Copies of the 11th edition of the Merriam-Webster's Collegiate Dictionary at the company's headquarters in Springfield, Mass., on June 18, 2003. (Nathan Martin/AP)

In his May 10 op-ed, “The fine art of governing by groveling,” George F. Will used these words: “oleaginous,” “toadyism,” “obsequiousness,” “lickspittle,” “hosannsas,” “unctiousness,” “mobocratic.”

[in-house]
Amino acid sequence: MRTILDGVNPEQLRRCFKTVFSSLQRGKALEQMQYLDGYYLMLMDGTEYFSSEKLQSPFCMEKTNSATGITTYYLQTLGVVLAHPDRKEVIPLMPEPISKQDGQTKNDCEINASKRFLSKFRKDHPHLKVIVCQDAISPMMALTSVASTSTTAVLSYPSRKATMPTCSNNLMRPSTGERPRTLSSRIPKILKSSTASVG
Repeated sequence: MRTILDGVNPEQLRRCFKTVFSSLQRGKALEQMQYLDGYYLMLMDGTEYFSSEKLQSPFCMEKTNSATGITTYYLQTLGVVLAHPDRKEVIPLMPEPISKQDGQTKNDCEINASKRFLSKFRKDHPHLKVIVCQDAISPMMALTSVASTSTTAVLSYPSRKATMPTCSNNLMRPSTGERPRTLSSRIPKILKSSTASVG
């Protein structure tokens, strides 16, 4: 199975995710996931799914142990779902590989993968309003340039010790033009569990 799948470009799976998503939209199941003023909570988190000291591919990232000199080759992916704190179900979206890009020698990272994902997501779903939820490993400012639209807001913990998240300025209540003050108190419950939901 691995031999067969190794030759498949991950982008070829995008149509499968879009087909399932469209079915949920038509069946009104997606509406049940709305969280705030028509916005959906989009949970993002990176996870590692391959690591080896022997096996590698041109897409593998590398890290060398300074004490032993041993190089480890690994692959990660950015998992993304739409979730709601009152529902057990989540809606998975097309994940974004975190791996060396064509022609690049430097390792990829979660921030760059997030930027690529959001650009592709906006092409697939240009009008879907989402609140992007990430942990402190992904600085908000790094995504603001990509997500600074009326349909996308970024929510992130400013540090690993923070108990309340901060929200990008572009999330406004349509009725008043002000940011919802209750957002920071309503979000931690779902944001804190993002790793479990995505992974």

I had to look them up in the dictionary.

Stephen King, the author, reflected on his craft in “On Writing”: “One of the really bad things you can do to your writing is to dress up the vocabulary, looking for long words because you’re maybe a little bit ashamed of your short ones. This is like dressing up a household pet in evening clothes. The pet is embarrassed and the person who committed this act of premeditated cuteness should be even more embarrassed.”

Stephen King (not the author), Potomac